The firestorm that stole the headlines away from the Aaron Hernandez story last week has begun to subside just a bit. The Football Educator hates to belabor a point and in this particular instance felt the club should take the necessary steps for what’s best for the Philadelphia Eagles and their fans, and the rest of us should just take a few steps back and a couple deep breaths.
The feeding frenzy by anyone with a keypad, regardless of their knowledge or understanding of the situation was amazing. Having spent some time in the rooms where a lot of these opinions emanate from, I can tell you that it would be no surprise to me to see someone from this group pointing a finger one day and defending themselves for the very same mistake the next.
Handling the ripple effects
As someone interested in the ripple effects of team dynamics on mission accomplishment, I wanted to know how one could make this a learning experience for both the individual and the rest of the team? The overall debate of the offense is of no consequence to the team leaders, you can’t control another’s reactions (good or bad) to a situation. I can’t make you happy or angry, sad or excited.
Only YOU have control of your emotions and only YOU can choose how to express them. Anyone having that kind of power over another is deserving of deity, and I’ve yet to meet that person. What team leaders can do is take the time to teach and make sure that it doesn’t happen again. As I stated in my book Taking Your Team To The Top – How to build and manage great teams like the pros, every action leaders take with their teams should provide focus, ensure unity, give direction, and maintain excellence.
I turned to Gail Sideman of Publiside.com to get a professional’s take on how to handle the response to Riley Cooper’s racial rant.
Stupid happens. Just ask Riley Cooper.
Make no mistake about it. Eagles receiver Riley Cooper was caught in a swamp of stupid when a video of him berating an African-American security guard at a concert surfaced last week.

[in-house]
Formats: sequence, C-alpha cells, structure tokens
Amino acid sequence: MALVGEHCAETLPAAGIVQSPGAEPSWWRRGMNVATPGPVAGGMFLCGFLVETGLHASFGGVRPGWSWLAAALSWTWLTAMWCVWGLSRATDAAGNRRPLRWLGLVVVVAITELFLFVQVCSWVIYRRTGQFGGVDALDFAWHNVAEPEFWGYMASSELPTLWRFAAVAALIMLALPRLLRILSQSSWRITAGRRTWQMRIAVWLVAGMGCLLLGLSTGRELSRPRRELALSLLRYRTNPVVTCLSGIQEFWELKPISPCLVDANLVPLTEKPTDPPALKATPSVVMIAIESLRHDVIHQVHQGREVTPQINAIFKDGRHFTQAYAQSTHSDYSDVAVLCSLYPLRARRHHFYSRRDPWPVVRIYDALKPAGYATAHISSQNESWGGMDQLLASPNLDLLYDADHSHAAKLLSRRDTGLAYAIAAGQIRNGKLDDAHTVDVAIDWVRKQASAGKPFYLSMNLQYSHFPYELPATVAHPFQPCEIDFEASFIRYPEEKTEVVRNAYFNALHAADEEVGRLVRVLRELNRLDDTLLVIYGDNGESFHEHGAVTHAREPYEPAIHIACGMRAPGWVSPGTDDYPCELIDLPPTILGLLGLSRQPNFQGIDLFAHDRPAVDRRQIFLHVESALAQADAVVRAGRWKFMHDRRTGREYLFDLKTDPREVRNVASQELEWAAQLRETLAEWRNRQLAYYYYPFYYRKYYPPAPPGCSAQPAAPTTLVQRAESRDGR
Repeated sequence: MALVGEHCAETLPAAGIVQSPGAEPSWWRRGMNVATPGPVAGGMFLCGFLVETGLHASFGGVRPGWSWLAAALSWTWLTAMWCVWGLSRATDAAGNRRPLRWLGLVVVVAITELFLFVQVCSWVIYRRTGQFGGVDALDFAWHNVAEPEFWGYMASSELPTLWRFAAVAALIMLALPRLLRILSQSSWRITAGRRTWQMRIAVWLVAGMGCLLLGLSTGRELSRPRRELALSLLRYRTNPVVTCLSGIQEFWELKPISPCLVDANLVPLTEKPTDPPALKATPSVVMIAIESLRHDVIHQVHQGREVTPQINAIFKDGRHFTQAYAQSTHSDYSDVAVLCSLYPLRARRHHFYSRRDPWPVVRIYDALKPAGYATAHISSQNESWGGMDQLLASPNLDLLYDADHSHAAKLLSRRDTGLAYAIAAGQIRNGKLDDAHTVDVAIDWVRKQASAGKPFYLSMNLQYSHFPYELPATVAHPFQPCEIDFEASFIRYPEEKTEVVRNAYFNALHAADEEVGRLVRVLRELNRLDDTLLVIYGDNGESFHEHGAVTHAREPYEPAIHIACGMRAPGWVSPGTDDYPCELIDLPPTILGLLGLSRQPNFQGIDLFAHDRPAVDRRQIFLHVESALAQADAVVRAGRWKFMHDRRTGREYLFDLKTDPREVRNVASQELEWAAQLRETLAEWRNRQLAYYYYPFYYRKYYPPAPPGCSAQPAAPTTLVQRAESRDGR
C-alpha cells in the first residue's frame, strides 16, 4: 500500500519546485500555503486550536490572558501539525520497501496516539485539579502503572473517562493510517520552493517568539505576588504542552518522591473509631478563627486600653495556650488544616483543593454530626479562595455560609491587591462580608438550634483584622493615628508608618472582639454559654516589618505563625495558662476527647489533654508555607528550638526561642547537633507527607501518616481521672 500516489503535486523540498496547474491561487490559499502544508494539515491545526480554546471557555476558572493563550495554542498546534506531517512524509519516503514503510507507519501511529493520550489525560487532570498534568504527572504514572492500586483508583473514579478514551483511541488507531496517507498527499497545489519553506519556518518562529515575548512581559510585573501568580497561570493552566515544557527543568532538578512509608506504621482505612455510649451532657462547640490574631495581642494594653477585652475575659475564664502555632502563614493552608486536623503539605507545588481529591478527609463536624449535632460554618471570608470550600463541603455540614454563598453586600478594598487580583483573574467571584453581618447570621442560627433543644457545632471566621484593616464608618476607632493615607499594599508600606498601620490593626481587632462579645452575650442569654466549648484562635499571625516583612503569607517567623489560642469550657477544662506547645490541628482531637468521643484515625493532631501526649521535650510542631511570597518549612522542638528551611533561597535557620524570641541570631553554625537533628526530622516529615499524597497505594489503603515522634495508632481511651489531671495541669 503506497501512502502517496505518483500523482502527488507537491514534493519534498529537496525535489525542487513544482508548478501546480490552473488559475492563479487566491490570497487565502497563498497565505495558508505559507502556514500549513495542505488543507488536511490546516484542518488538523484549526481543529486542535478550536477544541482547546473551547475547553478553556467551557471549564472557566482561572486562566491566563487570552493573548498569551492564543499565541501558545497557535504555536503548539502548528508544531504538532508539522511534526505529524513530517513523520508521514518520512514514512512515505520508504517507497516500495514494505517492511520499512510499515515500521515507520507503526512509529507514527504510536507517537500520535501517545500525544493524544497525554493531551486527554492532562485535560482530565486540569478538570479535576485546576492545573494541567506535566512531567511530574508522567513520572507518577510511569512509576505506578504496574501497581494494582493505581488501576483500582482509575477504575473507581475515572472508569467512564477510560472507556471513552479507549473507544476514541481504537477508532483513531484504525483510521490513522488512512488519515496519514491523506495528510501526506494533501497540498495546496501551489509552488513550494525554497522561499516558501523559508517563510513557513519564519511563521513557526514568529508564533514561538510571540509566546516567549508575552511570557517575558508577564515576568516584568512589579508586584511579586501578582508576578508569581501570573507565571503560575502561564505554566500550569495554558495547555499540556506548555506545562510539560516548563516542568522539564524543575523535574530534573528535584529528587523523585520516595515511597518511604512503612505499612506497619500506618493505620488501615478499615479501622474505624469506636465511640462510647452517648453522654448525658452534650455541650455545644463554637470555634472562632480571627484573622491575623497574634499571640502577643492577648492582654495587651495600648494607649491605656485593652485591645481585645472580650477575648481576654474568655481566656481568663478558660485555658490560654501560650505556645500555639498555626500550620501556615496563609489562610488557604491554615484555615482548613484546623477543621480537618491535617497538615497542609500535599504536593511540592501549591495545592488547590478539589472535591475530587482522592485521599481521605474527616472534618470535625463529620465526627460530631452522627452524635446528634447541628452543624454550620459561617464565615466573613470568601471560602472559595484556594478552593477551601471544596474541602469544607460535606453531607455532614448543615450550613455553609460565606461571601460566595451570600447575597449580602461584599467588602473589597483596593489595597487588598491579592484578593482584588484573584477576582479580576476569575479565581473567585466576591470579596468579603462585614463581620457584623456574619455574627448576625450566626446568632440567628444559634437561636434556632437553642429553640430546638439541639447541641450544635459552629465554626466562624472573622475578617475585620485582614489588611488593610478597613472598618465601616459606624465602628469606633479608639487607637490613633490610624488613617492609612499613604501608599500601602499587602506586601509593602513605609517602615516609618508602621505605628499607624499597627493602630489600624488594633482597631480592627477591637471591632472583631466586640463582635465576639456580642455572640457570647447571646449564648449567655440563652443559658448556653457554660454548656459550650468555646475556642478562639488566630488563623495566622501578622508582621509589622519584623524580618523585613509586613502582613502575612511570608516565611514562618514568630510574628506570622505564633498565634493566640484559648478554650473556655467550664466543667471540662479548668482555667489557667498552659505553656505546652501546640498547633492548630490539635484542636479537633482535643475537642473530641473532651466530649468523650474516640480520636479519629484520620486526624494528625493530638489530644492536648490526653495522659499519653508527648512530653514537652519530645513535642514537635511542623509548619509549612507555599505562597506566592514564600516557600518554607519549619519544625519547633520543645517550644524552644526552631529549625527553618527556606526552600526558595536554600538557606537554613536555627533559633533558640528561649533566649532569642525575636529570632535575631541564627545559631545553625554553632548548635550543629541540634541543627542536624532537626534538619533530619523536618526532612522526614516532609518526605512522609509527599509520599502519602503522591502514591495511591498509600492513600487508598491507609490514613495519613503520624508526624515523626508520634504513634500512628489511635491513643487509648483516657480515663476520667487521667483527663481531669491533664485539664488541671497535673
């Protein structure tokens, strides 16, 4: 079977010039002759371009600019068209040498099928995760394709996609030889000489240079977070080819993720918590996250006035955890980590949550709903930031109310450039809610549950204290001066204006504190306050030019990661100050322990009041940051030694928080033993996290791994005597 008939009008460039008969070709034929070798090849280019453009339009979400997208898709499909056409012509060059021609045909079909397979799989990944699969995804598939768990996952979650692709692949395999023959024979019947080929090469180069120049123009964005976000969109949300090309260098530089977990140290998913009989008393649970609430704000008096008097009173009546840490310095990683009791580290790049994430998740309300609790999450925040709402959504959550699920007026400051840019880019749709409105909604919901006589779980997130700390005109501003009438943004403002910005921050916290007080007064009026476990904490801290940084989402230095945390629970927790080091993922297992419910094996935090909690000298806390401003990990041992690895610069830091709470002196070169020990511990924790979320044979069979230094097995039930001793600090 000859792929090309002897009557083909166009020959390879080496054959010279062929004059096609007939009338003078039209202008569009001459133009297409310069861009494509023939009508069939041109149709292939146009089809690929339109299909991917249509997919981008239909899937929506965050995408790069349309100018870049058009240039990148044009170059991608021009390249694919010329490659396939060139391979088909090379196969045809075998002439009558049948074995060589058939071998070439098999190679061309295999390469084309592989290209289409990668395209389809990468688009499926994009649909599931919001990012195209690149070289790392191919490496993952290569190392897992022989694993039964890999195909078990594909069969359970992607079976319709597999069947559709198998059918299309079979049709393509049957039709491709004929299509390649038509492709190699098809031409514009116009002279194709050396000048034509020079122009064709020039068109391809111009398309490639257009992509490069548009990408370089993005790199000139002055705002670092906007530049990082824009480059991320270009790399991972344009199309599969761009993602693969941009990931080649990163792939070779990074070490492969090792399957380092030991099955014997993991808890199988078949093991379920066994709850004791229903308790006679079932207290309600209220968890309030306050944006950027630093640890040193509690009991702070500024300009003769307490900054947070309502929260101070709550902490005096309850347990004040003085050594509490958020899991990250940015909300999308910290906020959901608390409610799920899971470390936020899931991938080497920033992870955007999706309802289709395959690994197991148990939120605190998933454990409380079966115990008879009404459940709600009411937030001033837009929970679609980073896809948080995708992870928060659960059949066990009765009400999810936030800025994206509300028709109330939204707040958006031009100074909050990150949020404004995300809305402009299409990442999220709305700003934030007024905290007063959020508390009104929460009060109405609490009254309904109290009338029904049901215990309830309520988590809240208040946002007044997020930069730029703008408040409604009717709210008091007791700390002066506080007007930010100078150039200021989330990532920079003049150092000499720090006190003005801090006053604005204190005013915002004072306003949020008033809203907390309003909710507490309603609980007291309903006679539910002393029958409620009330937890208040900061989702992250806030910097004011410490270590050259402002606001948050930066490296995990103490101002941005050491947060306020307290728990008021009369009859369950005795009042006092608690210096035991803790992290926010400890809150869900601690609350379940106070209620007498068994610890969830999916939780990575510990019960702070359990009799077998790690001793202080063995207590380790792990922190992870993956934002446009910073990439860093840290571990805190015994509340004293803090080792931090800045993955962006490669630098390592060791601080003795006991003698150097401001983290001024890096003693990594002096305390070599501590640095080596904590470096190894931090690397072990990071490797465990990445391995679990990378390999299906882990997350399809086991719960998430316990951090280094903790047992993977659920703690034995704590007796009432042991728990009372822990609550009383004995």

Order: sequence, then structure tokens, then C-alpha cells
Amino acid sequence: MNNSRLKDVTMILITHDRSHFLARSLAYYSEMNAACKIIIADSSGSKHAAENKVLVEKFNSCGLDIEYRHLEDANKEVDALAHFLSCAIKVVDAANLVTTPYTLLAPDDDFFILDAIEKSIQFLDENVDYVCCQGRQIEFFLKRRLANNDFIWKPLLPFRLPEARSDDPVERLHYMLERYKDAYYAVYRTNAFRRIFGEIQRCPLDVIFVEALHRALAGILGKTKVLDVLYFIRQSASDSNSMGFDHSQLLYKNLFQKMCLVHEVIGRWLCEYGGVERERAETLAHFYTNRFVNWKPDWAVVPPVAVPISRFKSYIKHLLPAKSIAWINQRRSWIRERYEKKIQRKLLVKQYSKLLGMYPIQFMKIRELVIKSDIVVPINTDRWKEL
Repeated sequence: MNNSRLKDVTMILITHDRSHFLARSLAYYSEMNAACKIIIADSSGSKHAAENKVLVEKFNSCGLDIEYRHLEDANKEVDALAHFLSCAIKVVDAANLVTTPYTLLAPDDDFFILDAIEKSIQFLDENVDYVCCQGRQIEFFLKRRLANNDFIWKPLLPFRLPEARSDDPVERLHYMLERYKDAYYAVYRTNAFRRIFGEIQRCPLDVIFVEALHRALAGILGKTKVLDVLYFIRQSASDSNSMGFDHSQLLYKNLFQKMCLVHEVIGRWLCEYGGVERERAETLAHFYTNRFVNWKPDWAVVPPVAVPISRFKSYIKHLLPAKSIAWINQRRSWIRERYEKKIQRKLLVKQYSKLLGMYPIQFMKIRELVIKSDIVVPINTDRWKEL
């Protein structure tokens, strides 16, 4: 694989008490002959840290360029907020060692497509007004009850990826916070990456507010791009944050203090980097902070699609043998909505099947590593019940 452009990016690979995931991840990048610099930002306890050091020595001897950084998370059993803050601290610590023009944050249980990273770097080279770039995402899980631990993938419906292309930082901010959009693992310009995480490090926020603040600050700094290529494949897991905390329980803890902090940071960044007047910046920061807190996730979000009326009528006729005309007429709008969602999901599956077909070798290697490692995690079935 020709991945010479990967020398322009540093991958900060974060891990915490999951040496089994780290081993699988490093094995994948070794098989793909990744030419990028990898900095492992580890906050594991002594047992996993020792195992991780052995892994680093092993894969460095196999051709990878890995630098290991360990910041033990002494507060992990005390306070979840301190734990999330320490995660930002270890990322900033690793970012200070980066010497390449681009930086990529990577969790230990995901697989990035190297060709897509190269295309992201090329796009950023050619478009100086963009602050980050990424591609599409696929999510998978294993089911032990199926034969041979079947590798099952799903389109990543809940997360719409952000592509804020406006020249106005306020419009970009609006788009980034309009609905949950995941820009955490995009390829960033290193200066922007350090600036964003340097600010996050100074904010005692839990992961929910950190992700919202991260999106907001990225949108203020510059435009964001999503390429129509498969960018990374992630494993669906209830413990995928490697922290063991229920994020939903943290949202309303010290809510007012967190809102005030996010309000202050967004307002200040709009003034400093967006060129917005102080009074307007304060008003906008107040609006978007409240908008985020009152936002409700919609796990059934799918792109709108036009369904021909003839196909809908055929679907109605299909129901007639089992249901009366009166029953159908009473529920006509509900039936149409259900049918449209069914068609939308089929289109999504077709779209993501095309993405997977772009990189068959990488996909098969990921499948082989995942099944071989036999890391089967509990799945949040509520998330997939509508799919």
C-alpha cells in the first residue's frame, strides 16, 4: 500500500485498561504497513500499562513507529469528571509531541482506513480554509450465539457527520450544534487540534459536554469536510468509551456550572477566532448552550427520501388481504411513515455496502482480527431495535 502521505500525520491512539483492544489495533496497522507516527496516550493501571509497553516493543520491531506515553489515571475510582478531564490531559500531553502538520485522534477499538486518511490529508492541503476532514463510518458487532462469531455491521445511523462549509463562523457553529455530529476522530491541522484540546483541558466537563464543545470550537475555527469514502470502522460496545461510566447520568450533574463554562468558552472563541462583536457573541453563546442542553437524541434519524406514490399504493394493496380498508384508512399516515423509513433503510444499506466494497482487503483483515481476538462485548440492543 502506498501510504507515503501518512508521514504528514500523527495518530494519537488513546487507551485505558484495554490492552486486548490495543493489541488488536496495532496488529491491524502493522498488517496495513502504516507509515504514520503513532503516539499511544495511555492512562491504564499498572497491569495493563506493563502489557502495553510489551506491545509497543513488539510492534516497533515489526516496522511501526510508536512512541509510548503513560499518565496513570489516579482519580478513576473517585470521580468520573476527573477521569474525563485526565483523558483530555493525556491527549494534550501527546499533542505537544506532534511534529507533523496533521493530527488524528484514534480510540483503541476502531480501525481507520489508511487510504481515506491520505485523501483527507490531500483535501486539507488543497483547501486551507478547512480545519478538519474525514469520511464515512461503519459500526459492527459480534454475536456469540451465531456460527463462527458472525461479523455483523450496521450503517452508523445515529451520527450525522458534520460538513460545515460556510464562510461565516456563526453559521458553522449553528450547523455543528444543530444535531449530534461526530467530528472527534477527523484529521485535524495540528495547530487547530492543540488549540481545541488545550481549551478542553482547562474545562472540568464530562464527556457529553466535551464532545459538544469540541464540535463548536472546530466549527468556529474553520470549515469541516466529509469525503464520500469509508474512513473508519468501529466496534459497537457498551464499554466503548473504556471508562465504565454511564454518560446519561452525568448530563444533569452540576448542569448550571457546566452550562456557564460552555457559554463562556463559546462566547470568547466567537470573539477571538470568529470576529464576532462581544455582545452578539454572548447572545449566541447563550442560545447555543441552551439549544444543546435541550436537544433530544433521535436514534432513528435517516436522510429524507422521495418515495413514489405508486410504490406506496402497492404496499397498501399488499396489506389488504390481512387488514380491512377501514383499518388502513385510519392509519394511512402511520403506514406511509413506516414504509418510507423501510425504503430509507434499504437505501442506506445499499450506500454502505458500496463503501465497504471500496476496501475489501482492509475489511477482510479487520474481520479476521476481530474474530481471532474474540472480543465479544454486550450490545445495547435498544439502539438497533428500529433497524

Like many, I wrestled with whether his comment was blatantly prejudice. He used the “n word,” an ugly, unseemly adjective that I wish would be never uttered again. Something makes me think that won’t happen, however. It’s a frequently used term in rap music, and it’s exchanged between African-American friends, almost as a feeling of endearment. That’s a far cry from the slavery-infused context in which it was used before school desegregation and equal opportunity laws.
Cooper was not among friends
An apparently inebriated Cooper used the negative racial term outside of the locker room and in a manner that sounded angry and aggressive toward a man who was simply trying to do his job.
As former Wisconsin Badger and Green Bay Packer, Gary Ellerson said on a Milwaukee radio show that he co-hosts, we don’t know what’s in Cooper’s heart. Is Cooper a racist, hateful individual? He says no, and many other African-American journalists and athletes said they believe him. Others suggested that he should have been dismissed from the Eagles squad immediately.
Gail Sideman is a self-described news hound that hustles to meet the needs of an ever-changing media universe. While the way that news is delivered has changed and expanded, Sideman insists that the basics and value of a great story are as entrenched in our desire to know, as ever. Stories that people want to share and hear, she says, is why delivery speed and social media has grown so popular.